At the same time, the law places great emphasis on the need for the robber to seek out his victim to make personal atonement. Under ordinary circumstances, where it does not present an undue burden, a thief must pay back his victim directly. Unusually, the mishna specifies that he may not repay the victim’s son or his agent, only the victim in person. A face-to-face encounter seems to be necessary to acknowledge the full humanity of the victim, and thus the full gravity of the crime.
Still, the rule against using an agent to collect compensation creates other legal problems. If a victim wants to appoint an agent to receive his own stolen property back again, why shouldn’t this agency be recognized? This is what bothers Rabbi Elazar and Rabbi Yochanan, who insist that “an agent who was appointed in the presence of witnesses is a legally recognized agent,” regardless of what the mishna says in this case. Here the right of the victim to appoint an agent seems to come into conflict with the duty of the thief to make personal restitution.
In practical terms, the Gemara explains, the prohibition of agency does not mean that a thief can’t send back a stolen item via a third party. But this third party cannot be considered a legal agent; rather, he is merely “a trustworthy person.” The difference has to do with the assumption of risk if something goes wrong in the process. Ordinarily, an agent serves as a legal replacement for the principal; in that case, as soon as a thief paid compensation to the agent, his obligation to his victim would be discharged. By ruling this out, the mishna effectively says that the thief remains liable until the stolen property has actually reached the hands of the victim. If he pays the agent, and the agent loses the money, the debt has not been discharged and the thief is still obligated to pay his victim back. Thus the Gemara tells the thief about the “trustworthy person,” “If you are willing to rely on him, then rely on him”: The thief is assuming the risk if he turns out to be unreliable.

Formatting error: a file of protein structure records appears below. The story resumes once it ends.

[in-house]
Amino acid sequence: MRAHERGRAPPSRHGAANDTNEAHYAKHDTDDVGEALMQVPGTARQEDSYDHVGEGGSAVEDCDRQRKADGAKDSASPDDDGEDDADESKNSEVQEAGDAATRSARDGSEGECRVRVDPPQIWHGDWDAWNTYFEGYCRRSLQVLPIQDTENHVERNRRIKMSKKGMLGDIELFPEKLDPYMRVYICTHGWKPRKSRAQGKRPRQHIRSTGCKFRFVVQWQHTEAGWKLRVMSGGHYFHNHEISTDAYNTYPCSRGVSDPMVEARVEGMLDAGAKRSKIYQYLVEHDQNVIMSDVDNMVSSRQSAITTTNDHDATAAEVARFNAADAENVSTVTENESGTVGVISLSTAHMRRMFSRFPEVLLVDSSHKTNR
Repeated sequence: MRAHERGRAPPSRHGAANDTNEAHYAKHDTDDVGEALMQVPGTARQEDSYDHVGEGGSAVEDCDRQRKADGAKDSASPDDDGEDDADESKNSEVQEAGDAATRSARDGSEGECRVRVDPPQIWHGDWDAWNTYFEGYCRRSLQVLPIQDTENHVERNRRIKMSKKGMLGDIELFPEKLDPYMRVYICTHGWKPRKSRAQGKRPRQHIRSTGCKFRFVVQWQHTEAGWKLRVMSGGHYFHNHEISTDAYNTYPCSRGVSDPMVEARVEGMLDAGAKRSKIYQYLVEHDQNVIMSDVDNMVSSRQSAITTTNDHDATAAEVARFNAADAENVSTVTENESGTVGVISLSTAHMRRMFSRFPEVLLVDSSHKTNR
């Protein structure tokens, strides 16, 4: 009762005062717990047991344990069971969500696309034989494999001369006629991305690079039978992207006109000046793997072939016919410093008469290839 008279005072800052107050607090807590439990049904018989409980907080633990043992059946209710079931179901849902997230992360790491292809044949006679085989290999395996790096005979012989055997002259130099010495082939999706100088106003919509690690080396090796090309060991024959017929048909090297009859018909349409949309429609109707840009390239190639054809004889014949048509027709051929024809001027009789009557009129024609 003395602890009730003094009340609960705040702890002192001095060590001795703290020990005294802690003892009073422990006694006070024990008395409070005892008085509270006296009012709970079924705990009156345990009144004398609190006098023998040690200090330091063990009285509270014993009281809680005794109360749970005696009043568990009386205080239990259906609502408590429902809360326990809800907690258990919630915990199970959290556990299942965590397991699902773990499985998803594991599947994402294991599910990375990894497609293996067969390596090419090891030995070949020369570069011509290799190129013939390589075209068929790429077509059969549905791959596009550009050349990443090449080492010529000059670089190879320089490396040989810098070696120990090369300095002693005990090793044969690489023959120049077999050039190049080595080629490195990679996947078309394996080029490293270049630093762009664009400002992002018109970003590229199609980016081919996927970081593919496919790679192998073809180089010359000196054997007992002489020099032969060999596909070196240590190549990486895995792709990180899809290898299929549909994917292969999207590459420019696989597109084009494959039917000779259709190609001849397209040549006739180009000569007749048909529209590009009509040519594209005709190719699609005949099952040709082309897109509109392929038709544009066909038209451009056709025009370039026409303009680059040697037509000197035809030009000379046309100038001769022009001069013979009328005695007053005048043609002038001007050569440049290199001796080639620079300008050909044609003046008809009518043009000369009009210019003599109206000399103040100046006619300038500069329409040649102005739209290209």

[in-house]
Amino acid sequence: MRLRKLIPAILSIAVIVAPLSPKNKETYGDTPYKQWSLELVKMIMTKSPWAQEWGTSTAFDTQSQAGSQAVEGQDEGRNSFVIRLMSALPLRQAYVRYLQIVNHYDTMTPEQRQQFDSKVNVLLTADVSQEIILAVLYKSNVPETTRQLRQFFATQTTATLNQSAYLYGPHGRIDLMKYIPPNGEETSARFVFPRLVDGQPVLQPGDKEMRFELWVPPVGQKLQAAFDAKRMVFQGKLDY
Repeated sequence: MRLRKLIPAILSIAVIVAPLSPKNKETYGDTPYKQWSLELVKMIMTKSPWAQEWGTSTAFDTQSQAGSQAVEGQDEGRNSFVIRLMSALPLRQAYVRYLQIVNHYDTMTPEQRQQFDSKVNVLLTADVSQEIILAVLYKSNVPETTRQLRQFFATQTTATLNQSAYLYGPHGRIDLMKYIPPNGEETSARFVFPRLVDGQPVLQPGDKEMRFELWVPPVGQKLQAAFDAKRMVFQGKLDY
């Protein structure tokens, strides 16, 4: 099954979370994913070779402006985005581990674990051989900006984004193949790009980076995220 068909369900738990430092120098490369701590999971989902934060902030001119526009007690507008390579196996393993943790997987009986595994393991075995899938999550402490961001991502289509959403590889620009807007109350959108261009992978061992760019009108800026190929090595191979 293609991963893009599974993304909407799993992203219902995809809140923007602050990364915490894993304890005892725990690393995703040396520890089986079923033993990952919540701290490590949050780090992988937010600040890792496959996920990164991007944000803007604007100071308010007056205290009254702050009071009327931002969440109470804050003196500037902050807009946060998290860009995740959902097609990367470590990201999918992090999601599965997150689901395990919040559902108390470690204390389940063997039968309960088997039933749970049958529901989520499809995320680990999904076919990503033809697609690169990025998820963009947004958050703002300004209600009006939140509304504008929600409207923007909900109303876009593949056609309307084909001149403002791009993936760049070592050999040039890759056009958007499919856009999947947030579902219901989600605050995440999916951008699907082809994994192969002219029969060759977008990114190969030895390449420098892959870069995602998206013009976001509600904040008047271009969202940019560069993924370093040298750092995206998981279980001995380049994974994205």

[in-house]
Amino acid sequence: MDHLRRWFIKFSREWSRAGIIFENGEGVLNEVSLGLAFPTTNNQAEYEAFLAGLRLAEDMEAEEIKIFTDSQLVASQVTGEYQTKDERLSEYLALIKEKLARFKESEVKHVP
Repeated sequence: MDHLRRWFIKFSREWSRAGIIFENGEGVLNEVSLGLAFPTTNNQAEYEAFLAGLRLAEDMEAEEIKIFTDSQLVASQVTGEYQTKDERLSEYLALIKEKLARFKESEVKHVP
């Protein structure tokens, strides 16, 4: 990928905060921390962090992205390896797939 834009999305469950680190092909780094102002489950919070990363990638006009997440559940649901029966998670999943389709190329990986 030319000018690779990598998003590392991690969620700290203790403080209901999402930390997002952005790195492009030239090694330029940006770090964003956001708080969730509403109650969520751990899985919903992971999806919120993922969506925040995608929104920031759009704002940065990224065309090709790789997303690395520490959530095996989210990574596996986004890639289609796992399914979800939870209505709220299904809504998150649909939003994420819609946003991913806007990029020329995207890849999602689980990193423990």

Later in this week’s reading, in Bava Kamma 109a, the Talmud tests the principles of restitution by inventing some difficult and far-fetched hypotheticals. Say an only child steals money from his father, and then the father dies. Ordinarily, a thief whose victim dies must pay back the estate; but in this case, the thief and the heir are the same person. Can a thief forgive a debt to himself? Rabbi Yosei haGelili says that he can; but this seems unfair on its face, because it means he can continue to enjoy his ill-gotten gains. But in this case, whom else could he repay? Rav Yosef says that he may give the money to charity; other sages say that he must find some other relatives to compensate, such as his father’s brothers.
And if you should imagine a case in which the dead man has no other relatives, the Gemara flatly says that this is impossible: “But is there any Jewish person who has no kinsman”? This question, asked in the technical context of a dispute over inheritance and restitution, implies something profound about the nature of Jewishness. All Jews, the rabbis imply, are related, since we are all descendants of Abraham, Isaac, and Jacob. It follows that no Jew can ever be truly isolated, because he has a familial claim on every other Jew. This is an ideal that has always been honored mainly in the breach—whether we’re talking about biblical times or the present—but it is always a reminder worth hearing.